Despite legalization of medical marijuana since last year November already, the UK’s National Health Service continues to block patients from accessing cannabis-based medication and forces them to private prescribers.
The Williams-Rankmore family is the latest to come to the fore as they fight for more accessible medical marijuana in order to treat their teenager son, Williams, who suffers from a rare form of epilepsy, Lennox-Gastaut Syndrome.
”But what we do know is everyday he has 100s of seizures and everyday those seizures kill brain his Brain Cells, taking a piece of our son away from us and away from this world. We cannot bear to see the deterioration any longer not in Bailey or any other Child or Human being when Full Extract Medicine can alleviate their condition and or give them a better quality of life for ever how long they have left or prolong a happier Life.”
— Rachel Rankmore, mother of Bailey in fundraiser.
It is the same form of epilepsy which Taegan Appleby suffers of, whose family recently saw a haul of medical marijuana confiscated by UK authorities. According to the parents of Taegan, he can suffer up to 300 seizures per day.
The Williams-Rankmore family, with Bailey (middle) - family photo via BBC News
Since Bailey Williams uses cannabis oil, rich in CBD with a small amount of THC, he has seen a reduction in number of seizures and started to speak, even play with his toys.
” The last few months, he has started to speak, interact in conversation, play with his toys. He has a reduction in seizures, so he has a better quality of life.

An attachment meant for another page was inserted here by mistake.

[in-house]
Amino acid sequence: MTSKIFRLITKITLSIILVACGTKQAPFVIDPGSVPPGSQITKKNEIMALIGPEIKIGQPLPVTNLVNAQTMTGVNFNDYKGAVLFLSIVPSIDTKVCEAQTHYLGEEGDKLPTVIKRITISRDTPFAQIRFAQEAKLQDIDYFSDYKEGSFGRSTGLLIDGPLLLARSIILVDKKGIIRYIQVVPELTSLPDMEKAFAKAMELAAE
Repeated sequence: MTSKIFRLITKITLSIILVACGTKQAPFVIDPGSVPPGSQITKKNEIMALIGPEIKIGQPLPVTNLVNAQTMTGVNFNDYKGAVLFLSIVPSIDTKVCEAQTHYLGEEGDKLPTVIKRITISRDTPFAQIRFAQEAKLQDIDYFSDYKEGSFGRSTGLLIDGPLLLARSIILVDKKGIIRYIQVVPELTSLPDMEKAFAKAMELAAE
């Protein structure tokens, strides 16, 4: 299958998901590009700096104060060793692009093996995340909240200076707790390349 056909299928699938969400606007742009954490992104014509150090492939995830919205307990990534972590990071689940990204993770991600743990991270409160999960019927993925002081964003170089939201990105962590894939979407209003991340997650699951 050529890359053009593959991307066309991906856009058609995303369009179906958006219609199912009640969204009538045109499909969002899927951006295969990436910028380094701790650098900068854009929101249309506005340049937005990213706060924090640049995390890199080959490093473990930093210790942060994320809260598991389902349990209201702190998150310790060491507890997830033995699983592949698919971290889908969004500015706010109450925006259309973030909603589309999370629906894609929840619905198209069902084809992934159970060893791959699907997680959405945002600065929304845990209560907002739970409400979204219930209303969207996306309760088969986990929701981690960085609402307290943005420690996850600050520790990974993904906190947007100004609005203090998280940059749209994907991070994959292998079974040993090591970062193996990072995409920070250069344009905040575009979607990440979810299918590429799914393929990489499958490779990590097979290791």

— Rachel Rankmore, Bailey’s mother
The family needed to resort to private health practitioners in order to get a legal prescription for Bailey. The Bedrolite oil costs the family a whopping £4,000/month (4,864.66USD at conversion rate of writing). The oil needs to be imported from the Netherlands, where a bottle costs £150. After import tax and pharmacy fees the Williams family pays around £500/bottle.
Despite the rescheduling of cannabis as Schedule 2 drug — meaning it has potential medical use — the UK’s health service remains opposed and insists on first further studying the benefits of cannabis plants, despite the availability of already approved products such as the cannabis oil Bailey uses.
Bailey Williams, photo via GoFundMe fundraiser
Earlier this month the National Institute for Health and Care Excellence (NICE) also took the position to not recommend medical cannabis due to a lack of clinical evidence. In its draft guidelines, NICE highlights that it had only 15 subjects for epilepsy, 11 of which were observational studies and 4 which it excluded from its conclusions(PDF).
The draft guideline does acknowledge that several patients did have less seizures though. According to its draft analysis, NICE seeks for a reduction of at least 50% in seizures before considering recommending. NICE is ending its consultation with specialists mid-September this year and will soon afterwards publish its final guidelines. Obviously, things aren’t looking good for patients.
Meanwhile, successes in treatment being registered around the world seem to be be ignored and the NHS’ stubborn stance further continues the Catch-22 status quo in which parents are forced to get private prescriptions and source expensive CBD oils abroad, all while the NHS and NICE will continue to lack actual subjects to analyse.
While the life quality of epilepsy sufferers in the UK, and other illnesses which have been approved by legislators as conditions for which medical marijuana can be prescribed, sees no improvement. Merely the usual traditional medication cocktails, often of little to no help depending on the severity of the patient’s condition.
The Williams family is currently hosting a fundraiser on GoFundMe, seeking to raise £20,000 in order to be able to continue Bailey’s treatment.
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